- Eddie Van Halen – The world of rock and roll mourned the “Mozart for guitar” Eddie Van Halen following his death at the age of 65. The revered guitarist was Van Halen’s creative force as they blurred the line between hard rock and heavy metal on their way to becoming one of the biggest bands in the world in the 1980s. Van Halen died after a “long and arduous” battle with cancer.
- Frank Bough – The former TV presenter died at the age 87. A family friend told the BBC Bough died in a care home. Bough was one of the best-known TV hosts in the 1970s and 1980s and was part of the launch of the BBC’s Breakfast TV show in 1983. His career with the BBC ended in 1988 when he was sacked over a sex-related scandal.
- Bobby Ball – The 76-year-old comedian died of coronavirus in hospital. One half of the duo Cannon & Ball, Bobby’s death was confirmed by his manager and wife Yvonne said: “I will always miss him, he was so joyful, full of fun and mischievous.” The Cannon and Ball Show ran for nine years from 1979 and in more recent times they found success on the panto circuit and cameos on TV.
- Sean Connery – The film star, most famous for playing James Bond, passed away at the age of 90. Sean, who played 007 in the likes of Goldfinger, Thunderball and You Only Live Twice, won an Oscar in 1988 when he was named best supporting actor for his role as an Irish cop in The Untouchables and also starred in films like The Rock and Robin Hood: Prince of Thieves.
- Johnny Nash – Best known for the 1970s reggae hit I Can See Clearly Now, which sold more than a million copies and sat at the top of the Billboard Hot 100 chart for four weeks. He largely dropped out of the spotlight in the late 1980s. He died of natural causes, aged 80, his son said.
- John Sessions – The actor and comedian died at the age of 67 after suffering a heart attack. He was best known for his work on Spitting Image and Whose Line Is It Anyway?
- Des O’Connor – The much loved entertainer died at the age of 88. The TV legend passed away in hospital a week after suffering a fall in his Buckinghamshire home. He will be best remembered for shows such as Take Your Pick, Countdown, The Des O’Connor Show and Today with Des and Mel. The presenter was also a singer and recorded 36 albums as a singer, five of which made it to the UK Top 40.
- Geoffrey Palmer – The actor, known for his roles in such sitcoms as Butterflies, As Time Goes By and The Fall and Rise of Reginald Perrin, died aged 93. Versatile and prolific, he was known and loved for his hangdog expression and the often testy demeanour he gave to his characters.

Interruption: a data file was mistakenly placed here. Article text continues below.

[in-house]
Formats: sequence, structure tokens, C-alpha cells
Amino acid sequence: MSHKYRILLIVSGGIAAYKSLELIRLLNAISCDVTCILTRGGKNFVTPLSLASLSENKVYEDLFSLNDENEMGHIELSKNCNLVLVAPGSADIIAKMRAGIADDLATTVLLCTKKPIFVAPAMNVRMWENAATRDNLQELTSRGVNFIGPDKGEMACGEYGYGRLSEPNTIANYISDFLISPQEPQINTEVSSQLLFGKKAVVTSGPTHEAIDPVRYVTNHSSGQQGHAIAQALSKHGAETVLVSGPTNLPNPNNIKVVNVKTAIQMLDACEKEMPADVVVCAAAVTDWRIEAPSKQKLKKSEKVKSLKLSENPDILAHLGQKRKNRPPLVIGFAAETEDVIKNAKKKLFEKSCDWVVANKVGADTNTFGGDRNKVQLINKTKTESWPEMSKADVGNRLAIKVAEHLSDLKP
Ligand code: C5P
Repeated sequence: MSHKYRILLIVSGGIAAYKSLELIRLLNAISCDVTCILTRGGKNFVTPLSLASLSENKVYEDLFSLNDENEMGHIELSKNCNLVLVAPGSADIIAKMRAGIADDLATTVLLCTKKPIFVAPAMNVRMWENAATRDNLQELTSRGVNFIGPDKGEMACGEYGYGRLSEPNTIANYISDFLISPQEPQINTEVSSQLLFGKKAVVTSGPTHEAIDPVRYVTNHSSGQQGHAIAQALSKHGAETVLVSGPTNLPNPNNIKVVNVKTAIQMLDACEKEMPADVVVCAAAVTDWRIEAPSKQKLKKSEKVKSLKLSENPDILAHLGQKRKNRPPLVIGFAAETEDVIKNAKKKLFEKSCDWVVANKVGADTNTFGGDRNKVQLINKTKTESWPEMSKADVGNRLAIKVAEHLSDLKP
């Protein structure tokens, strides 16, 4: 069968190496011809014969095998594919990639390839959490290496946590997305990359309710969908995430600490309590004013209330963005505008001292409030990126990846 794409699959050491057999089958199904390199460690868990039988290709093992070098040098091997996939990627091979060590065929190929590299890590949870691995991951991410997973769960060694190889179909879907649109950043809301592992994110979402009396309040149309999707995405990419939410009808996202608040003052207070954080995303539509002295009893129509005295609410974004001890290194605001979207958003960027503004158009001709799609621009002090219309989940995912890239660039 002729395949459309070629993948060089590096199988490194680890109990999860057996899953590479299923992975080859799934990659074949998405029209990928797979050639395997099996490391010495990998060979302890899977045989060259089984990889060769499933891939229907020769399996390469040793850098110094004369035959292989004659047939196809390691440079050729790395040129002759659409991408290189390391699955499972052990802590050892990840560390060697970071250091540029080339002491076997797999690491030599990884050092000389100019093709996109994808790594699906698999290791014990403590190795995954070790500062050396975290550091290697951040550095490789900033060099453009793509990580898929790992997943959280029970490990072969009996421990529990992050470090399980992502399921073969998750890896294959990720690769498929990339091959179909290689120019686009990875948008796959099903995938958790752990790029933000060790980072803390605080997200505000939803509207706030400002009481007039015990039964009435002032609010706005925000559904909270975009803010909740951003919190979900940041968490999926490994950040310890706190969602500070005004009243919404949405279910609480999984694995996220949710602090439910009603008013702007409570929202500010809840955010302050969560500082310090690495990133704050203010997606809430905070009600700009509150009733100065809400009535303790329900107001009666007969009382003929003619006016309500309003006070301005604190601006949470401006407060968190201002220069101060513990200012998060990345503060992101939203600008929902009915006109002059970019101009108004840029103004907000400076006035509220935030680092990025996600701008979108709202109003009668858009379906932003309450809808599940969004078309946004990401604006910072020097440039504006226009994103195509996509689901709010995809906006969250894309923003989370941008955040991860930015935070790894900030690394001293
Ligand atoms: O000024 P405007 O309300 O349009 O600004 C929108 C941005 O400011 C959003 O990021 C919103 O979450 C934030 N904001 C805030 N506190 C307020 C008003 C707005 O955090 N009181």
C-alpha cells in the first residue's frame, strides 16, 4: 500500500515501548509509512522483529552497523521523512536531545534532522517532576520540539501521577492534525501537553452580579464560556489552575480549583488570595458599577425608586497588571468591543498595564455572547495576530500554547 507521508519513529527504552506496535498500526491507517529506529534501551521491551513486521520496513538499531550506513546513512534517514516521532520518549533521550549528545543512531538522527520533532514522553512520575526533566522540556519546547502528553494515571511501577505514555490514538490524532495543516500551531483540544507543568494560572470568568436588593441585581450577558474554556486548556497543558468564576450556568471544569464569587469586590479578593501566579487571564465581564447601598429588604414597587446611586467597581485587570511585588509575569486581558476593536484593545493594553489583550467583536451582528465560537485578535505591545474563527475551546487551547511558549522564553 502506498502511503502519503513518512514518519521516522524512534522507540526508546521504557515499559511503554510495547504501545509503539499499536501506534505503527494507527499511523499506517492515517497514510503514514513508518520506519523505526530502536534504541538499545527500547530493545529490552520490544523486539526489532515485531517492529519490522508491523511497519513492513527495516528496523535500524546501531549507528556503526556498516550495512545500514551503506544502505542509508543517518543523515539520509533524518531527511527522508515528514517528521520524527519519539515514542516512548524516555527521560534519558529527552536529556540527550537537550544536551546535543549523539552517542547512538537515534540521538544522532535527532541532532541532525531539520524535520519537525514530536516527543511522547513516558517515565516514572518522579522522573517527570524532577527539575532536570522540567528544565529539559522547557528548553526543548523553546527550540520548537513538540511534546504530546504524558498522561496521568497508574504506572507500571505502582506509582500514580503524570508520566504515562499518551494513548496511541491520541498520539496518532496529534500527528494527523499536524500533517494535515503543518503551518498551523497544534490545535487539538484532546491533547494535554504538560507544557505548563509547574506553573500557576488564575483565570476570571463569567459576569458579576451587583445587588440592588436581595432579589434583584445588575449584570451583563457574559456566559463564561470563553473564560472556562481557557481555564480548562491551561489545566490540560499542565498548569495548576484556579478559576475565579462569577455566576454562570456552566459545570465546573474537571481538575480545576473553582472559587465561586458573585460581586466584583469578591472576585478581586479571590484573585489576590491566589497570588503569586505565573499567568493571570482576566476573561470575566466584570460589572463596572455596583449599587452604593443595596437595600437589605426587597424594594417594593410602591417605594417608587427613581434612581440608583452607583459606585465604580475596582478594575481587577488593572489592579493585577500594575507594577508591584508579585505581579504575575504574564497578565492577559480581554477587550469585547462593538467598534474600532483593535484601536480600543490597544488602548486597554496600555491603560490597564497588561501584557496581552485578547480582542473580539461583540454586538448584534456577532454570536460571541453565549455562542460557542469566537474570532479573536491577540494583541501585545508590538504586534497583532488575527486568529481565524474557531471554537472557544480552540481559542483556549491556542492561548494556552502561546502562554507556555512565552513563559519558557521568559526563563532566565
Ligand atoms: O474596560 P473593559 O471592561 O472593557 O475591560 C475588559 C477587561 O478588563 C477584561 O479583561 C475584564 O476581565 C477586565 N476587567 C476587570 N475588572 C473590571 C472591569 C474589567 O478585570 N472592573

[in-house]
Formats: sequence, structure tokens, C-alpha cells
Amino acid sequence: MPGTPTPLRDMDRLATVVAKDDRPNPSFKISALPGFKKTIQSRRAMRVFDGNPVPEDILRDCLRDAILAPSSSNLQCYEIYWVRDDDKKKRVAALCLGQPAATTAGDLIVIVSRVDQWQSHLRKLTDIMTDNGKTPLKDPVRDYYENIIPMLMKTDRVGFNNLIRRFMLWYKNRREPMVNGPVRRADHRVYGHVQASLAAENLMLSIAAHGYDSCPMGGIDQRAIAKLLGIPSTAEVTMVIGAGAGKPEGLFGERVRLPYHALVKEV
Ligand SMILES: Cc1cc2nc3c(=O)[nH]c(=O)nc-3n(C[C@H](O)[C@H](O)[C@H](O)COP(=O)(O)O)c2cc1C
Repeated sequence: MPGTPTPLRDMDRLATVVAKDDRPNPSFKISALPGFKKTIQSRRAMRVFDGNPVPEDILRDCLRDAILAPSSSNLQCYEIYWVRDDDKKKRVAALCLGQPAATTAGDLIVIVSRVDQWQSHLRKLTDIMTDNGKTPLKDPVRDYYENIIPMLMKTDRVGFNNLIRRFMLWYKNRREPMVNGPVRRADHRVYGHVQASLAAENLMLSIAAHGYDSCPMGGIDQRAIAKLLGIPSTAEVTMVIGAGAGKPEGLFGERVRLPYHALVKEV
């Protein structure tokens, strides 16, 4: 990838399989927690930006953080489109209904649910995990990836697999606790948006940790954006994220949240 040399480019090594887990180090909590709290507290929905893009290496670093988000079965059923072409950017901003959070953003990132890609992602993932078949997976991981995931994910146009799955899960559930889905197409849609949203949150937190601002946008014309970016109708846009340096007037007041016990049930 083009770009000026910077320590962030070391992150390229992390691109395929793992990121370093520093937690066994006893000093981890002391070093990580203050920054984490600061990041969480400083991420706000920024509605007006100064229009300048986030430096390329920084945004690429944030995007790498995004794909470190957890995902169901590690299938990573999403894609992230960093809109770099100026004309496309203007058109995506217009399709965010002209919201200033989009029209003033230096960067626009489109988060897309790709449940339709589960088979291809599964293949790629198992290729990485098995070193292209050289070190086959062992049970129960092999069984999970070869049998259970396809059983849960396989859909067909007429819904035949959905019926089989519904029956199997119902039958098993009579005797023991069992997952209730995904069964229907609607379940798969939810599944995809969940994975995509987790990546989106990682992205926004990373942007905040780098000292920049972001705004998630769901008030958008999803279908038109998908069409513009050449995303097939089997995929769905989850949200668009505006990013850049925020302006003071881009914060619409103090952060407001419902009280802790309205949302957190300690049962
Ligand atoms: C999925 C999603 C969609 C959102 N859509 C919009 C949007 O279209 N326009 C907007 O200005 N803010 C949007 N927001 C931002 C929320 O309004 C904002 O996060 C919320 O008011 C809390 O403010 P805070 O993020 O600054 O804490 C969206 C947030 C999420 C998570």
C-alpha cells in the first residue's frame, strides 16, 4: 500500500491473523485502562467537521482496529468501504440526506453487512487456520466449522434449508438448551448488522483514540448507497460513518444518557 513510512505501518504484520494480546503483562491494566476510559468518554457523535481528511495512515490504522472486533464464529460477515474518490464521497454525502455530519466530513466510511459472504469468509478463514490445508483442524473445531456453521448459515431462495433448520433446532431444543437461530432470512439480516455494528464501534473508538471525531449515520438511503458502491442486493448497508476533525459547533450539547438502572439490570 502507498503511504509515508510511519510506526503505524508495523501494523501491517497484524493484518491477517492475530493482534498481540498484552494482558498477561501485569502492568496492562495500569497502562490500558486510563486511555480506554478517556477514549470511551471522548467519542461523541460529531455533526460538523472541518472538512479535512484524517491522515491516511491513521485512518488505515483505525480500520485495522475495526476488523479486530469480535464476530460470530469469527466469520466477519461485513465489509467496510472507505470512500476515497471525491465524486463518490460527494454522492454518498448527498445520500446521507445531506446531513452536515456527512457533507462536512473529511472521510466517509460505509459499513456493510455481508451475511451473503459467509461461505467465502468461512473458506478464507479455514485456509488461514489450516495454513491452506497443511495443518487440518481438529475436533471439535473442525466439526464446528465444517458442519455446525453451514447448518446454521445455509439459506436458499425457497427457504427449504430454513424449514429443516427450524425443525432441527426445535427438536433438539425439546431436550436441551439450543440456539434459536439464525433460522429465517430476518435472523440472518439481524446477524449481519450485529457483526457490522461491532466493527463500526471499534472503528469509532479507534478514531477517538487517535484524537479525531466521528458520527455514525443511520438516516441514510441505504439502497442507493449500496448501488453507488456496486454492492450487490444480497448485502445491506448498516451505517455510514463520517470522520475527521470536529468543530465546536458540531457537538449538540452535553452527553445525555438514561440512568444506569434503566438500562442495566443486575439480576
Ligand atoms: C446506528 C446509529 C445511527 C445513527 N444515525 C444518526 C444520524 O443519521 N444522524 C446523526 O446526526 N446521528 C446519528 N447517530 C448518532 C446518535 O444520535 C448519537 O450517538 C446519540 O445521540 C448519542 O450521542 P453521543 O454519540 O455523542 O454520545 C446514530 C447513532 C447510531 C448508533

- Ray Clemence – Former Liverpool, Tottenham and England goalkeeper Ray Clemence was hailed as a “true legend” and “a giant of a man” after his death at the age of 72. Clemence, who won three European Cups and five First Division titles during a trophy-laden spell at Anfield, was without question one of the greatest of his generation.
- Diego Maradona – The Argentinian football legend famous for his Hand of God, died aged 60. He was regarded as one of the greatest footballers of all time and helped Argentina win the World Cup in 1986, the pinnacle of an illustrious career.
- David Prowse – The British actor who played Darth Vader in the original Star Wars trilogy, died aged 85. The weightlifter-turned-actor, who also earned an MBE for playing the Green Cross Code Man to promote road safety, died after a short illness. Prowse won the role playing Vader due to his impressive 6ft 6in physique, but with his West Country accent deemed not quite suitable, the part was instead voiced by James Earl Jones.
- Peter Alliss – The “voice of golf” died at the age of 89 after a successful playing career where he won more than 20 tournaments during and played on eight Ryder Cup teams. His move into broadcasting came about after he was overheard by the BBC’s Ray Lakeland talking to a friend on a flight back from a tournament in Ireland in 1960.
- Dame Barbara Windsor – Babs died aged 83 in a care home. Best known for her roles in EastEnders and the Carry On films, she was considered a national treasure in the UK after finding fame as a buxom blonde in the Carry On films. Diagnosed with Alzheimer’s disease in 2014, she made the news public in 2018. Her husband Scott Mitchell said her final weeks were “typical of how she lived her life” and “full of humour, drama and a fighting spirit until the end”.
- John le Carré – Cold War espionage author David Cornwell, known by his pen name John le Carré, died aged 89 after a battle with pneumonia. Among his 25 novels were acclaimed best-sellers including Tinker Tailor Soldier Spy, The Spy Who Came In From The Cold, and The Night Manager. His most well-known character was the career intelligence officer George Smiley – made even more famous by Alec Guinness in the TV series of Tinker Tailor Soldier Spy.
- Eileen Pollock – Was a star of stage and screen who appeared in films including Far And Away in 1992, alongside Tom Cruise and Nicole Kidman, and Angela’s Ashes in 1999. But she was best known for playing “tart” Lilo Lill, mistress of Freddie Boswell, in Bread, the TV comedy that centred around the working class Boswell family in Liverpool, which ran from 1986 to 1991. She died peacefully in her sleep at home in London, aged 73.